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image

Figure 3.  A representative experiment demonstrating the effect of ODN 0.5 μm, B cell-activating factor (BAFF) 20 μm and combination of ODN 0.5 μm and BAFF 20 μm on the expression of TLR-9 in memory B cells obtained from healthy individual. Isolated B cells (Panel A) were cultured (1 × 106/ml) for 24 h in different conditions; afterwards, B cells were triple stained for the expression of TLR-9 in memory B cells (CD19+, CD27+) (Panel B). Stimulation of B cells by ODN 0.5 μm induced expression of TLR-9 on memory B cells [7.76 (Panel D) versus 4.21 MFI (Panel C)]. Expression of TLR-9 was not affected following stimulation with BAFF 20 μm (Panel E). Combination of BAFF 20 μm and ODN 0.5 μm did not result in further significant increased expression of TLR-9 compare to ODN 0.5 μm in memory B cells (Panel F).

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IL-6 secretion was further increased following B lymphocytes stimulation by BAFF 20 μm added to 0.5 μm ODN

Incubation of isolated B cells with ODN for 24 h resulted in a statistically significant increase in the secretion of IL-6 (35.6 ± 2.7 versus 0.3 ± 0.2 pg/ml, P < 0.0001). However, when these B cells were incubated with BAFF together with ODN, a marked further increase in IL-6 secretion was documented, which was significantly higher than that achieved upon stimulation by each ODN or BAFF alone (50.4 ± 3.8 versus 35.6 ± 2.7 pg/ml, P < 0.0001 and 50.4 ± 3.8 versus 6.9 ± 2.5 pg/ml, P < 0.0001, respectively) (Fig. 4A).

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Figure 4.  IL-6 and IL-10 secretion was increased following B lymphocytes stimulation by B cell-activating factor (BAFF) 20 μm added to ODN 0.5 μm. Purified B cells (1 × 106/ml) were incubated alone with medium or stimulated with ODN 0.5 μm or BAFF 20 μm or combination of ODN and BAFF for 24 h. Afterwards, supernatants were removed from cells and analysed for IL-6 and IL-10 levels by ELISA. Results are expressed in pg/ml (mean ± SEM). (A) IL-6 secretion by B cells was significantly higher when these cells were stimulated by BAFF together with ODN than when these cells were stimulated by ODN or BAFF alone (50.4 ± 3.8 versus 35.6 ± 2.7 pg/ml, P < 0.0001 and 50.4 ± 3.8 versus 6.9 ± 2.5 pg/ml, P < 0.0001, respectively). (B) IL-10 secretion by B cells was significantly higher when these cells were stimulated by BAFF together with ODN than when these cells were stimulated by ODN or BAFF alone (24.6 ± 6.1 versus 10.8 ± 4.6 pg/ml, P < 0.01 and 24.6 ± 6.1 versus 0.3 ± 0.2 pg/ml, P < 0.0001, respectively).

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IL-10 secretion was additionally increased following B lymphocytes stimulation by BAFF 20 μm added to ODN 0.5 μm

Incubation of isolated B cells with ODN 0.5 μm for 24 h resulted in increased secretion of IL-10 (10.8 ± 4.6 pg/ml versus undetectable level), while incubation with BAFF alone did not result in any increase in IL-10 secretion. A marked increase in IL-10 secretion was documented when B cells were incubated with BAFF together with ODN, being significantly higher when compared with that achieved by incubation of B cells with ODN or BAFF alone (24.6 ± 6.1 versus 10.8 ± 4.6 pg/ml, P < 0.01 and 24.6 ± 6.1 versus 0.3 ± 0.2 pg/ml, P < 0.0001, respectively) (Fig. 4B).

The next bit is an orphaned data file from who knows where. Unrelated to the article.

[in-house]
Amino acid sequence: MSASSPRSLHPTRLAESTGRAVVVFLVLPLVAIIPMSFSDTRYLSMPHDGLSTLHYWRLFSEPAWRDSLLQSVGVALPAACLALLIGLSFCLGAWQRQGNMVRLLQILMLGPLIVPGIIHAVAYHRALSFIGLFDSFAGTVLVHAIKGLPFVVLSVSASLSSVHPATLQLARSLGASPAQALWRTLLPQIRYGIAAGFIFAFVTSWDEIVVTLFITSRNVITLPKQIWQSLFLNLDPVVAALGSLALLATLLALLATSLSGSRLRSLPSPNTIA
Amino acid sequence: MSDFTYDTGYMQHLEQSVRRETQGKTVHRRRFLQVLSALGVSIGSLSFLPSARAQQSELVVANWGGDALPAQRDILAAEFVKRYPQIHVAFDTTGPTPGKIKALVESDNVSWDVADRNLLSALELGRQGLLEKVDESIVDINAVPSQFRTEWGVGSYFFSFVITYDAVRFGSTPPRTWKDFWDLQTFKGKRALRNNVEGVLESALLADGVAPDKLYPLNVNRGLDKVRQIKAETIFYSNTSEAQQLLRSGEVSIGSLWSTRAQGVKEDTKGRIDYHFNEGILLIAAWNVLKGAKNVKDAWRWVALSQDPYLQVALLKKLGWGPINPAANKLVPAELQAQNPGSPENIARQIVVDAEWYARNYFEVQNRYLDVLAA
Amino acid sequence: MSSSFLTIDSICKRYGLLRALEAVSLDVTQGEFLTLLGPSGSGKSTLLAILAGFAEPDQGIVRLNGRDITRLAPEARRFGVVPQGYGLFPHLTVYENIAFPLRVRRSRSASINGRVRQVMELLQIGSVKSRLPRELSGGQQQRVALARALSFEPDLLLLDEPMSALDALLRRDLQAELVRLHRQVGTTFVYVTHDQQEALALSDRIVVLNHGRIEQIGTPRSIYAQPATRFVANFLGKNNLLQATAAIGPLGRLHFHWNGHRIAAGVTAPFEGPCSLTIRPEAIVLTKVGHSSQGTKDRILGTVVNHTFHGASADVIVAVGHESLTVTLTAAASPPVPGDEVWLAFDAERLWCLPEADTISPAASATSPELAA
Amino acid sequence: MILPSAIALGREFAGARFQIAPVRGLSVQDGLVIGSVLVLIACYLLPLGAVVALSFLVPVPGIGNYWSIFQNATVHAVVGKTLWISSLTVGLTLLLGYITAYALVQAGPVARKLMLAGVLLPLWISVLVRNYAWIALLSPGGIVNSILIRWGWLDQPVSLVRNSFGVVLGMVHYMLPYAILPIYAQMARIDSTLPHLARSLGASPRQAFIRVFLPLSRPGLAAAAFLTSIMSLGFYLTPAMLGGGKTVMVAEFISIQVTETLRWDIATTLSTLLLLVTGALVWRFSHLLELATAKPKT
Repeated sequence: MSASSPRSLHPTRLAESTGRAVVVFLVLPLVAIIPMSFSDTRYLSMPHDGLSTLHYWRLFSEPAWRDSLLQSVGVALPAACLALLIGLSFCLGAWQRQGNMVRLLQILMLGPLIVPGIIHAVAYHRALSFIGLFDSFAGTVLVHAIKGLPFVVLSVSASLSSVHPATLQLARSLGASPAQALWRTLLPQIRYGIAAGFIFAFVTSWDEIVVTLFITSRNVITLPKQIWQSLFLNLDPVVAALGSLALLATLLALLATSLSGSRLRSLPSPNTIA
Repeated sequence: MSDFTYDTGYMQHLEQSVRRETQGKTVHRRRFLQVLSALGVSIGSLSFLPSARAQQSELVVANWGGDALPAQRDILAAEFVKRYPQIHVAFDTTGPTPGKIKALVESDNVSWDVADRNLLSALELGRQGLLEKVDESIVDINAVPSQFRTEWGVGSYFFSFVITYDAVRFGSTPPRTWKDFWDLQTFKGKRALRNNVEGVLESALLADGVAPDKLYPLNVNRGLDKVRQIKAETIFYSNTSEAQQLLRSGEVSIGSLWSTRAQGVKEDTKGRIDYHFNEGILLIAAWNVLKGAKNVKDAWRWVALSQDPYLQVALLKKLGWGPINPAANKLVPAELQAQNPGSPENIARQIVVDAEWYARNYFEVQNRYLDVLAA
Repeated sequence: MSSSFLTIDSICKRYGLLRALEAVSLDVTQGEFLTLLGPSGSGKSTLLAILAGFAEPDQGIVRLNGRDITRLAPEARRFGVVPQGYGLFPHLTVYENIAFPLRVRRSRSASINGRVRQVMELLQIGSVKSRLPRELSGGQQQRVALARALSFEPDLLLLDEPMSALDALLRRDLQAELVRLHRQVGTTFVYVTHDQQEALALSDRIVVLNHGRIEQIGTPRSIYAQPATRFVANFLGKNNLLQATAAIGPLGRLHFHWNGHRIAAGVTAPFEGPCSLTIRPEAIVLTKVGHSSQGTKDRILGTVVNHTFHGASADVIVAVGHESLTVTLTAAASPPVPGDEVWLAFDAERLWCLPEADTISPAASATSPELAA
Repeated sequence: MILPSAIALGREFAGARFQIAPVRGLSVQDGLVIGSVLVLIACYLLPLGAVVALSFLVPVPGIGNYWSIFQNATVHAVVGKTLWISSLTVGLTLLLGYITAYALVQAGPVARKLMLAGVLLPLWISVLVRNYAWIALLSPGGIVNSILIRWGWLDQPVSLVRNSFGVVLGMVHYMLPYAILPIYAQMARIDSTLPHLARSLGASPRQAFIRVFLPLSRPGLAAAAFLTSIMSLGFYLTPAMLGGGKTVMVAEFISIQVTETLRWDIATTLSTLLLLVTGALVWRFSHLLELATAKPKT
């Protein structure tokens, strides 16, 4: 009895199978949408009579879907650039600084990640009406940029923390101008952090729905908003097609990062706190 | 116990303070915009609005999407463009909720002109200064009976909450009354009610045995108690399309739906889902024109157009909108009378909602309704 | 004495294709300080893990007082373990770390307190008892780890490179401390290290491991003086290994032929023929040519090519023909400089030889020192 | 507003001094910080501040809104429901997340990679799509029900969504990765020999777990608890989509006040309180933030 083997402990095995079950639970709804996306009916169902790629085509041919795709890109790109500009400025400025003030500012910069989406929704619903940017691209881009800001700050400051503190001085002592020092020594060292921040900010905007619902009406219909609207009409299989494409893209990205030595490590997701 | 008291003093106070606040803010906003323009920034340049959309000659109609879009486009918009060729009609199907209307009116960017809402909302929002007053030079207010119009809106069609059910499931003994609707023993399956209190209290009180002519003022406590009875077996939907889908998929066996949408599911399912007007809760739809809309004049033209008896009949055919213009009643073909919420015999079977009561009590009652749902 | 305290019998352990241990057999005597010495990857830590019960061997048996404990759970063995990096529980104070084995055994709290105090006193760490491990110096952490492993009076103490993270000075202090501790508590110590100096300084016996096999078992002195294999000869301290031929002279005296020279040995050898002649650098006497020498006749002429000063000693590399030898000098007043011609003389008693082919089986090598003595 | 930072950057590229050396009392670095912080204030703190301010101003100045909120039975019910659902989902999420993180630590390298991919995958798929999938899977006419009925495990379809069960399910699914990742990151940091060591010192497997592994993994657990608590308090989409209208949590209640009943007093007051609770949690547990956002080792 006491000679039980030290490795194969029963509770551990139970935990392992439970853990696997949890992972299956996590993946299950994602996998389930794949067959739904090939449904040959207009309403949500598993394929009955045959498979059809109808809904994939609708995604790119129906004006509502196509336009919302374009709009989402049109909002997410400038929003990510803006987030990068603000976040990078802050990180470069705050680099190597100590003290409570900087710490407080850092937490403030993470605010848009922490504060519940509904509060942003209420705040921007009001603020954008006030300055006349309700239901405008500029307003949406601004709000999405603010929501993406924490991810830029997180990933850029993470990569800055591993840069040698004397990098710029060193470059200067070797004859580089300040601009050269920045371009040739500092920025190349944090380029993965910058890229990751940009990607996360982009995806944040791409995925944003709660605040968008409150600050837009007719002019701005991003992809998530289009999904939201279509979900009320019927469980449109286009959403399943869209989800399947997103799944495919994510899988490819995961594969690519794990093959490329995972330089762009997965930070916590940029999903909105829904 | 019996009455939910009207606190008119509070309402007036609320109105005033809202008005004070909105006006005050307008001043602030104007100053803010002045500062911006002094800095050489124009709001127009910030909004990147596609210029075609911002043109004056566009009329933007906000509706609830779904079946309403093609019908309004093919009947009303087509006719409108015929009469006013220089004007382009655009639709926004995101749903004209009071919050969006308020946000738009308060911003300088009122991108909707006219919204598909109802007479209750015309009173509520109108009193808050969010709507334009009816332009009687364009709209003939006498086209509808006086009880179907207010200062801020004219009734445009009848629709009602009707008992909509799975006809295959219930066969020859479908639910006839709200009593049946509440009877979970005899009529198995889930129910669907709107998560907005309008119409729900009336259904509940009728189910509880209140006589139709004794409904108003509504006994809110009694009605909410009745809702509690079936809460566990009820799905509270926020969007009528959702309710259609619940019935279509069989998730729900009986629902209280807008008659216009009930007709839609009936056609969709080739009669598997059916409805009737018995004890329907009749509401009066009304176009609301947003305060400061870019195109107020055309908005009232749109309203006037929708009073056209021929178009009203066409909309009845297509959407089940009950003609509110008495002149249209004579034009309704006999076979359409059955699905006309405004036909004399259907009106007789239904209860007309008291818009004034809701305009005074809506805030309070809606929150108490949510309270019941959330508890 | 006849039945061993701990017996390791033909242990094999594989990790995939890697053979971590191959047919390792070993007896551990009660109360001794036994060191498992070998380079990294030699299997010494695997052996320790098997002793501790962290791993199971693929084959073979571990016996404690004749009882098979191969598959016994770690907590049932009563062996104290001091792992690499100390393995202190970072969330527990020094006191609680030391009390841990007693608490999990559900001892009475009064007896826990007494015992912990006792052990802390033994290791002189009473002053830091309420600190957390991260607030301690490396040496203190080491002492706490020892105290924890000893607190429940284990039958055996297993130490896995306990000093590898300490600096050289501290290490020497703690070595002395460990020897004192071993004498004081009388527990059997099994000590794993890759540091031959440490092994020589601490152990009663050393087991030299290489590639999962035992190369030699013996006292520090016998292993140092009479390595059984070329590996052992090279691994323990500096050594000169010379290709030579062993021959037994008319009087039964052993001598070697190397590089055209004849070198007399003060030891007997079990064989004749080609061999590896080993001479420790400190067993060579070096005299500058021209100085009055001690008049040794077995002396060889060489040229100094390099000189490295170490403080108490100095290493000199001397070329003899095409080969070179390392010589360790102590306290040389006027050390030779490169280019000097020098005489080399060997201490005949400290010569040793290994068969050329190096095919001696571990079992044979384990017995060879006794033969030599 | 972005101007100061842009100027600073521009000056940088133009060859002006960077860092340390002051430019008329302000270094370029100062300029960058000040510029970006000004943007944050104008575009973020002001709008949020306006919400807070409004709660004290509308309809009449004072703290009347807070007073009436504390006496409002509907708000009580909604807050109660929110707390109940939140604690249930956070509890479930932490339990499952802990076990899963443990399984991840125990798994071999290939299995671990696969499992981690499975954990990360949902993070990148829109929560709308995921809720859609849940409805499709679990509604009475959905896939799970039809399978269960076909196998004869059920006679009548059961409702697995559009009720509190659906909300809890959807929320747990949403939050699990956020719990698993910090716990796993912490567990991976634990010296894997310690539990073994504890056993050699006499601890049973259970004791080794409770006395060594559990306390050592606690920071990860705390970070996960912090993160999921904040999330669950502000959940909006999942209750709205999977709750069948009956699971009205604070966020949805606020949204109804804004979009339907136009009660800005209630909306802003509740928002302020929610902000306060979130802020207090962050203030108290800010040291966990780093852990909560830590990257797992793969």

Stimulation of B cells by BAFF 20 μm and ODN 0.5 μm together induced DNA synthesis and mitosis

Following 24 h of stimulation by ODN, BAFF and ODN together with BAFF, B cells were analysed for cell cycle. Synthesis and mitosis of B cells were significantly higher when B cells were stimulated by BAFF than by ODN (28.9 ± 2.7% versus 23.8 ± 2.2%, P = 0.01). Both, synthesis and mitosis were not further increased upon stimulation with both BAFF and ODN together (28.9 ± 2.7% versus 31.7 ± 3.6%, P = ns) (Fig. 5).

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Figure 5.  B cell-activating factor (BAFF) 20 μm stimulated DNA synthesis and mitosis in B cells which were not further increased upon addition of ODN 0.5 μm. Purified B cells (1 × 106/ml) were incubated with ODN 0.5 μm or BAFF 20 μm or combination of ODN and BAFF for 24 h. Afterwards, for cell cycle analysis, cells were collected, washed and incubated for 10 min at room temperature with propidium iodide solution 200 μl. Synthesis and mitosis of B cells were increased following 24 h of stimulation by BAFF when compared to stimulation by ODN (28.9 ± 2.7% versus 23.8 ± 2.2%, P = 0.01). Both synthesis and mitosis were not further increased upon incubation with both BAFF and ODN together (28.9 ± 2.75% versus 31.7 ± 3.6%, P = ns).

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Discussion

  1. Top of page
  2. Abstract
  3. Introduction
  4. Materials and methods
  5. Results
  6. Discussion
  7. References

Both TLR-9 and BAFF were found to be important participants in the pathogenesis of autoimmune diseases especially in SLE. B cell-activating factor has been found to affect B cell lineage at different stage of development and to function as a key survival cytokine for B cells. Overproduction of BAFF promotes survival of B cells, including autoreactive B cells, whereas inhibition of BAFF results in autoreactive B cell apoptosis [19, 20]. TLR-9 is expressed at very low levels in human naive B cells, but it is rapidly upregulated by BCR triggering and is expressed at high constitutive levels in memory B cells [2]. The majority of TLR-9 is present within the endosomal compartment. However, several groups have, in addition, demonstrated the presence of TLR-9 on the surface of cells such as activated B cells, LPS-stimulated human peripheral blood mononuclear cells and B cells isolated from human tonsils [21]. Cognasse F et al., further identified two distinct subpopulations of B cells, CD19+ CD27 CD23+ and CD19+CD27hi CD80+ cells, that expressed higher levels of membrane TLR-9 than other subpopulations. These subpopulations expressed high levels of membrane TLR-9 and exhibited a strong in vitro response to binding a relevant CpG motif by secreting high levels of IL-6 [22]. There is ample evidence that ODN activate memory human B cells which, in contrast to naïve B cells, express high levels of TLR-9. Recently, it was shown that ODN can also promote expansion, proliferation and survival of human naïve B cells by radioprotective 105 (RP105), a TLR-like molecule. RP105 forms a complex with MD-1 and can promote these changes only in human naïve B cells and not memory contributing potentially to innate host defence against microbes [23].